Two Top Executives Leave Twitter

Robert Hubbell: Biden Was Right to Avert the Rail Strike

Blogger Robert Hubbell analyzes the choices that President Biden had to make to avoid a shutdown of the nation’s rail system and concludes that he made the best decision. Some support—any support—from Republicans would have made it possible to include paid sick days, but Republicans adamantly oppose a perk that they themselves enjoy.

The Republicans know what they are against: anything that helps middle-income people, low-income people. They don’t know what they are FOR. Do you know? Well, tax breaks for the rich and corporations.

Democrats lead the way in the effort to avert a rail strike.

The House passed a bill to avert a rail strike, which passed with broad bipartisan support. The House also passed a separate bill authorizing seven days of paid sick leave for rail workers; Republicans voted in near lockstep against the bill providing for sick leave—221 to 207. Of course, the Republicans who voted to deny sick leave to rail workers have unlimited sick days themselves. See Newsweek, Republicans With Unlimited Sick Days Vote Against Time Off for Rail Workers.

Senate Republicans will vote against the paid sick leave bill but support the bill to end the strike, thereby forcing a contract on rail workers they rejected over the absence of sick leave. In a truly perverse display of GOP deceit, Senator Rubio tweeted that he would “not support a deal that doesn’t have the support of the rail workers.” Of course, if Rubio voted to support the sick leave bill, that would be the “deal” that rail workers want. Rubio gives politicians a bad name—and that is saying a lot!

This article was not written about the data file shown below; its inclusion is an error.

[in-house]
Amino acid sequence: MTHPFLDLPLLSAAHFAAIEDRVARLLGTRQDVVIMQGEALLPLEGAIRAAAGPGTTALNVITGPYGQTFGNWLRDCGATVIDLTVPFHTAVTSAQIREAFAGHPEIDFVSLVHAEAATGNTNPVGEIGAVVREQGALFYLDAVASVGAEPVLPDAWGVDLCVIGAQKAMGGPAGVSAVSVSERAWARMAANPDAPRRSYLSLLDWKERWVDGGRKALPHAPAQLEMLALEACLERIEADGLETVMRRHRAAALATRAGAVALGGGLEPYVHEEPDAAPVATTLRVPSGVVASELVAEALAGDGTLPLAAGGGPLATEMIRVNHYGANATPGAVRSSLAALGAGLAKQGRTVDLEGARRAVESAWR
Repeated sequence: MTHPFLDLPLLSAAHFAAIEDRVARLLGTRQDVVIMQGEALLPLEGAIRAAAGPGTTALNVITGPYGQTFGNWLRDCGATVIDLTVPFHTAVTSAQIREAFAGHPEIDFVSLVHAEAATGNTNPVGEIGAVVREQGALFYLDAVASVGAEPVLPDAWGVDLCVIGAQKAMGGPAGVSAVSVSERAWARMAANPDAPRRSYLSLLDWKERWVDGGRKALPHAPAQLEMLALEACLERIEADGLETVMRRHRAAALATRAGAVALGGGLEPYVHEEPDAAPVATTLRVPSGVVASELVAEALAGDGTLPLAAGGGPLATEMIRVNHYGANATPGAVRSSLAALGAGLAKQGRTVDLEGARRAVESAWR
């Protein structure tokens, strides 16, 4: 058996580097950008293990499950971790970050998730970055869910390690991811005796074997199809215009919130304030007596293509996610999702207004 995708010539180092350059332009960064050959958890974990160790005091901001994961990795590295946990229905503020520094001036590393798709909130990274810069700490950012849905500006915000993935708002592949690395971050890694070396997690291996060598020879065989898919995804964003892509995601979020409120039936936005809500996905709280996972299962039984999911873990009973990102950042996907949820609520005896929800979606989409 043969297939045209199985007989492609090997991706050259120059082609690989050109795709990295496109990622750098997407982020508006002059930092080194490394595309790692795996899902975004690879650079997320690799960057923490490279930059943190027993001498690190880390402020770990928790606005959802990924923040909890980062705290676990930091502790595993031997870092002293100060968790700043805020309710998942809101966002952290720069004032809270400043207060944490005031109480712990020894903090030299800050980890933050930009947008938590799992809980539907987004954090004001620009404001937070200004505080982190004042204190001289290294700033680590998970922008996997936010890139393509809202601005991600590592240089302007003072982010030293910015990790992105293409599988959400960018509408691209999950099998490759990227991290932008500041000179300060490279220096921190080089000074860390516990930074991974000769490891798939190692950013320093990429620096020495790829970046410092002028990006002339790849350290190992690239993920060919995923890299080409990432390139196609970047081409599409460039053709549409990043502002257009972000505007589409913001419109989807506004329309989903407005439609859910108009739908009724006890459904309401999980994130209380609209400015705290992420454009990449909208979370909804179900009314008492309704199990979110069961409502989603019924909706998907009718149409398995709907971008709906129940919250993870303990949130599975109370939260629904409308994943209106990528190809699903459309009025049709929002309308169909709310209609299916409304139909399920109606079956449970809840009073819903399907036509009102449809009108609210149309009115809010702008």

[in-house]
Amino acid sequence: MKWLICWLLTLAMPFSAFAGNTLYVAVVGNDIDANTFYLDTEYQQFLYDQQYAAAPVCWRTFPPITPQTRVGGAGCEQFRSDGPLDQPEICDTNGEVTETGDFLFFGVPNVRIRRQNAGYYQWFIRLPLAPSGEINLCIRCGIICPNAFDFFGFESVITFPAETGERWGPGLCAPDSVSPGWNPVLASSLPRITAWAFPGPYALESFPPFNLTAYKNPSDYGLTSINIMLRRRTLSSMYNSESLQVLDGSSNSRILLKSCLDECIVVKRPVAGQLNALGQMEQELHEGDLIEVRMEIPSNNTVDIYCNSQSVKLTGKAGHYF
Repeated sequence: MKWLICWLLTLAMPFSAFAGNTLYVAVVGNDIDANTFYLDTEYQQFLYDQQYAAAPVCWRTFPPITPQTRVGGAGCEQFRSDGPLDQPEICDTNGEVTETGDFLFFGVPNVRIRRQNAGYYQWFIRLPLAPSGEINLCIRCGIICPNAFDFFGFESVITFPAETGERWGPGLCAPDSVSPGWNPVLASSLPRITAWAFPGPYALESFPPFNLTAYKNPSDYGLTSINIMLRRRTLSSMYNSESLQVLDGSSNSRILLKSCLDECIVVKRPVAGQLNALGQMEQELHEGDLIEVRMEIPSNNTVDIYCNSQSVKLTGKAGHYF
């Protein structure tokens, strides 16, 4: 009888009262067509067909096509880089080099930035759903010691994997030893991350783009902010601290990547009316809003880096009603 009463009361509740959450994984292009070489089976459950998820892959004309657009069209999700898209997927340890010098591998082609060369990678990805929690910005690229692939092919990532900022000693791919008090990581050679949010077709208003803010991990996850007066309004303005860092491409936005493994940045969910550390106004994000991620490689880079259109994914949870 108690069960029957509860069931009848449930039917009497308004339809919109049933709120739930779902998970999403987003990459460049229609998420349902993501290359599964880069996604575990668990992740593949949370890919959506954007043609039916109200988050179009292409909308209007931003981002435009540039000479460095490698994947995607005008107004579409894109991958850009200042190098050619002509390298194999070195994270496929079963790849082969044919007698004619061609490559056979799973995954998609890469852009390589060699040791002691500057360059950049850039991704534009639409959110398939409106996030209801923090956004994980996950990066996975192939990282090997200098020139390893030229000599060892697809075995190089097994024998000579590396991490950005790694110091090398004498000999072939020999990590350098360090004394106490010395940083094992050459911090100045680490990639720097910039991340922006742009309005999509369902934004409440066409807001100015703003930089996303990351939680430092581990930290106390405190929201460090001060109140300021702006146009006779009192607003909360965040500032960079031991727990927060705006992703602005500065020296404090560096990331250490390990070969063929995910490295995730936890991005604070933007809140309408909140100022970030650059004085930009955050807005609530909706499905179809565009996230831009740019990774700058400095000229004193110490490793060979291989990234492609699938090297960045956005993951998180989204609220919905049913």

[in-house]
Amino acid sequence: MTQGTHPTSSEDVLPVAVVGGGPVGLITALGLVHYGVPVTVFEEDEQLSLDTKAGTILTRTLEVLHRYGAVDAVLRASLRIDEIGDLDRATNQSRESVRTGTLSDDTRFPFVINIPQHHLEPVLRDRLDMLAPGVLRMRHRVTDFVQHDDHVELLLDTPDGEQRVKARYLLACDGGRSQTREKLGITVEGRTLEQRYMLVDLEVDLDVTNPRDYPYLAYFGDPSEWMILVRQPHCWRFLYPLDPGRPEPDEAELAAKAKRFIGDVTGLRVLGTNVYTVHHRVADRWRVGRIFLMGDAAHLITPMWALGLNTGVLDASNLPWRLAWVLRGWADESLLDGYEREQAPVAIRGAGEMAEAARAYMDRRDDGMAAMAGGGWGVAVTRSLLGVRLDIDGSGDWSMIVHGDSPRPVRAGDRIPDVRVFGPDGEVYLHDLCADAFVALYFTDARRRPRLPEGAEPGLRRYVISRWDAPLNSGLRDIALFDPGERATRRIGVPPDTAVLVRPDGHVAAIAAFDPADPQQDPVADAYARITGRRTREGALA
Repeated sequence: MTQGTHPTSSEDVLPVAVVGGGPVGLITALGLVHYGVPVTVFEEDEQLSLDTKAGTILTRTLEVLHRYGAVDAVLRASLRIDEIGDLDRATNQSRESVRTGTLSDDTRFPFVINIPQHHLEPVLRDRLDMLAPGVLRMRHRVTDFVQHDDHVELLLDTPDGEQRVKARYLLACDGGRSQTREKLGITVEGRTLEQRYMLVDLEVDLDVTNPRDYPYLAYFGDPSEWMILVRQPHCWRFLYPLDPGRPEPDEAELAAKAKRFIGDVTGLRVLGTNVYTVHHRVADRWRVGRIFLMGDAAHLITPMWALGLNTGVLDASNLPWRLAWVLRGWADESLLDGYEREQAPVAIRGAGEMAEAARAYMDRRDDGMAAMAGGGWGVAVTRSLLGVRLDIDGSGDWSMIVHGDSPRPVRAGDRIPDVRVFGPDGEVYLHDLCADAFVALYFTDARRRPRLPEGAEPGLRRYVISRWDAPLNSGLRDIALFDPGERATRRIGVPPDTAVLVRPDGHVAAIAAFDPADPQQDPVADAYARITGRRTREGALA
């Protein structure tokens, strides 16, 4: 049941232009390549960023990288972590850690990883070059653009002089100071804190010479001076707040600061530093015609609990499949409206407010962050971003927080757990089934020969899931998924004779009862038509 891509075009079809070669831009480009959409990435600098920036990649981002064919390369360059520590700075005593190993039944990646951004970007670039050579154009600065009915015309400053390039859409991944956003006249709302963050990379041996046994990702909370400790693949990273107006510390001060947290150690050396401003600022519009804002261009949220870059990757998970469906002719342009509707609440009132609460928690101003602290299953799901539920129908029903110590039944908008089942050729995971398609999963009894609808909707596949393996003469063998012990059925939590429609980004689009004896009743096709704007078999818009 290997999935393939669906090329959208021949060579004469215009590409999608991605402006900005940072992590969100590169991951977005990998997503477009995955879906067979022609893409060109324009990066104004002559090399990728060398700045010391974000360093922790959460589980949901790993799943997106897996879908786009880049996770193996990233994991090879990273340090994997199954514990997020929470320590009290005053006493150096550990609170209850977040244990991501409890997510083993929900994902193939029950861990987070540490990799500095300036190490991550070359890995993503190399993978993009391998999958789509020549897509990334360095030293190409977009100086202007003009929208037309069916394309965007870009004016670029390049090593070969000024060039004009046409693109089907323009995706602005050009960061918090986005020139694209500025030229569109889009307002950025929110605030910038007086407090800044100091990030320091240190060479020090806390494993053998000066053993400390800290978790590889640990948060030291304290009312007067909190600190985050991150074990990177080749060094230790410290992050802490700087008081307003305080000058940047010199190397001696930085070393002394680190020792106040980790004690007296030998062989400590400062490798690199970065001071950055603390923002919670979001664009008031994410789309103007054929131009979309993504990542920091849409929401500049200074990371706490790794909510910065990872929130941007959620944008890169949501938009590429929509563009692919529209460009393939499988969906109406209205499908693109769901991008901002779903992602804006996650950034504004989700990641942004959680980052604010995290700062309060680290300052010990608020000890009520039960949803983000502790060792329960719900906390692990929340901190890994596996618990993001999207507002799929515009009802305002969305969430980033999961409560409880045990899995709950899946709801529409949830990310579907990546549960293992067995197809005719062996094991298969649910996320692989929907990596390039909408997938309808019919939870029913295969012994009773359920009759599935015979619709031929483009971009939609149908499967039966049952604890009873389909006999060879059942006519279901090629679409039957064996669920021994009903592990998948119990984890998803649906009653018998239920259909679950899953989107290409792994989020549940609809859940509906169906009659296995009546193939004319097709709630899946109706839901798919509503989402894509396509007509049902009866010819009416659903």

Many readers sent emails and made comments in support of the rail workers’ demand for paid sick leave. For an explanation of the arguments in favor of allowing a strike over paid sick leave, see Ryan Cooper’s op-ed on MSNBC, Biden picked the wrong side in the rail union strike. As Cooper explains, the refusal to grant sick days will harm the operations of rail carriers and eventually lead to many of the supply chain issues that Biden is seeking to avoid.

Mr. Cooper’s arguments are unassailable, but he describes only one side of the argument. He does not address whether a strike now that would impose $2 billion in daily losses to the economy and cause the loss of 700,000 jobs is an appropriate way to secure a benefit for 115,000 rail workers.

Mr. Cooper could reasonably say, “Yes, the loss of jobs and harm to the economy is worth it because we must draw a line in the sand somewhere” (as one reader said in an email). But simply ignoring the harm to the economy and job losses is hardly fair to President Biden if your thesis is that Biden picked the “wrong” side in the dispute. It was a difficult choice and Biden made a tough call. As with almost every issue, Biden will be blamed for seeking to protect the interests of tens of millions of Americans. It comes with the territory!

Leave a Reply